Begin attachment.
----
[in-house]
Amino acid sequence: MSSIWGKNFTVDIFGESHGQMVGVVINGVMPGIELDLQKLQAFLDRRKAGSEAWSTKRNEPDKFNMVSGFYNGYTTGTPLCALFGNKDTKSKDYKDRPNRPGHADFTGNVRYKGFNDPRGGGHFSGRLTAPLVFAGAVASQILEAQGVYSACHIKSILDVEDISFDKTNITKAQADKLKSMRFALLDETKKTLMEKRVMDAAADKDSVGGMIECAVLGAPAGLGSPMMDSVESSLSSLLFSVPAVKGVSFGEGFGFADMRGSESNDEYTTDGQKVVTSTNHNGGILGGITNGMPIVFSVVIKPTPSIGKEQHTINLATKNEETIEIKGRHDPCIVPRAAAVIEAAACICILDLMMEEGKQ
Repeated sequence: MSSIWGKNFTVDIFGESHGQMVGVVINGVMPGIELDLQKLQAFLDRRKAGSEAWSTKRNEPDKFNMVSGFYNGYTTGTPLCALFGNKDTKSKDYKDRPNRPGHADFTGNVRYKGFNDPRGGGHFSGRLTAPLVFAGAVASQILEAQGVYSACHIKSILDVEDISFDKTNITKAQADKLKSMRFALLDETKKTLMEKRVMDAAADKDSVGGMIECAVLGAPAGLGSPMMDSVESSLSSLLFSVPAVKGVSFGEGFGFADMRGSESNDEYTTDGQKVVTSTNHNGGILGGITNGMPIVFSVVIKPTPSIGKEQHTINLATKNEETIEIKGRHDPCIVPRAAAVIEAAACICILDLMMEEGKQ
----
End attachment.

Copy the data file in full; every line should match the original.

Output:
[in-house]
Amino acid sequence: MSSIWGKNFTVDIFGESHGQMVGVVINGVMPGIELDLQKLQAFLDRRKAGSEAWSTKRNEPDKFNMVSGFYNGYTTGTPLCALFGNKDTKSKDYKDRPNRPGHADFTGNVRYKGFNDPRGGGHFSGRLTAPLVFAGAVASQILEAQGVYSACHIKSILDVEDISFDKTNITKAQADKLKSMRFALLDETKKTLMEKRVMDAAADKDSVGGMIECAVLGAPAGLGSPMMDSVESSLSSLLFSVPAVKGVSFGEGFGFADMRGSESNDEYTTDGQKVVTSTNHNGGILGGITNGMPIVFSVVIKPTPSIGKEQHTINLATKNEETIEIKGRHDPCIVPRAAAVIEAAACICILDLMMEEGKQ
Repeated sequence: MSSIWGKNFTVDIFGESHGQMVGVVINGVMPGIELDLQKLQAFLDRRKAGSEAWSTKRNEPDKFNMVSGFYNGYTTGTPLCALFGNKDTKSKDYKDRPNRPGHADFTGNVRYKGFNDPRGGGHFSGRLTAPLVFAGAVASQILEAQGVYSACHIKSILDVEDISFDKTNITKAQADKLKSMRFALLDETKKTLMEKRVMDAAADKDSVGGMIECAVLGAPAGLGSPMMDSVESSLSSLLFSVPAVKGVSFGEGFGFADMRGSESNDEYTTDGQKVVTSTNHNGGILGGITNGMPIVFSVVIKPTPSIGKEQHTINLATKNEETIEIKGRHDPCIVPRAAAVIEAAACICILDLMMEEGKQ